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RACINE — Mayor John Dickert plans to resign as mayor to pursue an executive directorship at a water advocacy group, he announced Monday morning at a press conference.

Dickert, who has been Racine’s mayor since 2009, currently serves on the board of directors for the Great Lakes and St. Lawrence Cities Initiative, as well as two other water advocacy groups.

Dickert said that on March 20, the Great Lakes and St. Lawrence Cities Initiative board voted to offer him its executive director vacancy, which was created by the impending retirement of David Ullrich, the current executive director. Dickert publicly announced his decision at a 10 a.m. news conference at City Hall.

“This is an issue that is bigger than all of us,” Dickert said of the national and international water crisis. “If I’m really going to do a great job of protecting Racine and water and my kids and their future, I need to step up.”

In a Monday press release from the Great Lakes and St. Lawrence Cities Initiative, Ullrich stated, “Mayor Dickert has been a strong force in our organization for years, and I am confident the positive presence of the Cities Initiative will continue under his leadership.”

Busy time for the city

Dickert announced his resignation during a busy time at City Hall. City staff are working to push through two major developments, Machinery Row and the proposed event center, and the other top leader for the city, City Administrator Tom Friedel, is retiring in April.

“The timing is what the timing is because of the way that this opportunity was presented,” Dickert said. “If I could have said to the Great Lakes (and St. Lawrence Cities Initiative), ‘I’d like to wait until the end of the year or the end of my tenure,’ I would have loved to be able to do that. But I don’t have that option.”

Dickert added that he’s confident in the strength of the leadership team the city has in place, including incoming City Administrator Jim Palenick and City Development Director Amy Connolly.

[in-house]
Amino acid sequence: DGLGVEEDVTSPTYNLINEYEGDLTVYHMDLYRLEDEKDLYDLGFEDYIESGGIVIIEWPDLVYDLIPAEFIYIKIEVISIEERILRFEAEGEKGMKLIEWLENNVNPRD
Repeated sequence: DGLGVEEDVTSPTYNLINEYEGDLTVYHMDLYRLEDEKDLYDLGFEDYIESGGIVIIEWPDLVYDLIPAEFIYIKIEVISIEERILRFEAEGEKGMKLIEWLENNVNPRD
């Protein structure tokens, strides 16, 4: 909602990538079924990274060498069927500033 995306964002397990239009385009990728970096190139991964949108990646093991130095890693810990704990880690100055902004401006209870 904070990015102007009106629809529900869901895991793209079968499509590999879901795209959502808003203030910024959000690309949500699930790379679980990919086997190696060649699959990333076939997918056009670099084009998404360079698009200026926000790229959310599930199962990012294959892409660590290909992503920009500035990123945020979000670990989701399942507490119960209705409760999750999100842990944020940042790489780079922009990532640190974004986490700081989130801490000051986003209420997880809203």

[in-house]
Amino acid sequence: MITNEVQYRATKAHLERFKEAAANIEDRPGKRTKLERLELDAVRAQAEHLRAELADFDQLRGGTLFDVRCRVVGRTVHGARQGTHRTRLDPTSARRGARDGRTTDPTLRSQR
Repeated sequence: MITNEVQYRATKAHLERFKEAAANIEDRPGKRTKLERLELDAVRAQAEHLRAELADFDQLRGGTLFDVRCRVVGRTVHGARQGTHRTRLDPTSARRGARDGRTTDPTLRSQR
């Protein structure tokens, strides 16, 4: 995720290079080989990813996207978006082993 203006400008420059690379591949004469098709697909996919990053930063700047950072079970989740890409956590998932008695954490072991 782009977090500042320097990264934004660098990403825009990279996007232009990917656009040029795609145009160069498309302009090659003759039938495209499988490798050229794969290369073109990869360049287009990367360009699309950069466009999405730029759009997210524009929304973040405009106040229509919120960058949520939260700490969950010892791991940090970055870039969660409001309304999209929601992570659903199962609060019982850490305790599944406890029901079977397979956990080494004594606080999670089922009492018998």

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“There’s a reason I’ve put the team that’s there in place,” Dickert said. “Every department head has been hired so that the mayor can step aside and that fluid team runs a great organization. I have hired the best of the best.”

It’s not clear exactly when Dickert will step down, as arrangements for a special election, which can only take place once Dickert steps down, have to be made by the City Council. Dickert said he hopes to stay on into the summer.

“I’m not leaving right away,” he said. “By the time that we do transition out, we will know exactly where Machinery Row is going. We will know exactly where the development for the hotel-convention center is going.”

The council will vote for a new president in April, following an election where five seats are being contested, and that chosen alderman could very well serve a stint as interim mayor.

“That election will be very meaningful, and the council will know that going into that election,” Dickert said.

Dickert added that he’s content with the groundwork laid by his leadership team during his time as mayor, citing decreased crime and an improved financial situation.

“We have built one heck of a foundation for whoever is coming in,” he said. “When you look at what we started with in 2009, no one I knew thought we would succeed.”

On a personal level, Dickert said he’s looking forward to spending more time with his wife Teresa, his son Riley, 17, and his daughter Eleanor, 13.

“I get my weeknights and my weekends,” Dickert said. “I don’t have to worry, when I come home at night, that I’m going to have to run out to some other event and not be able to play a board game with my daughter and my son.”

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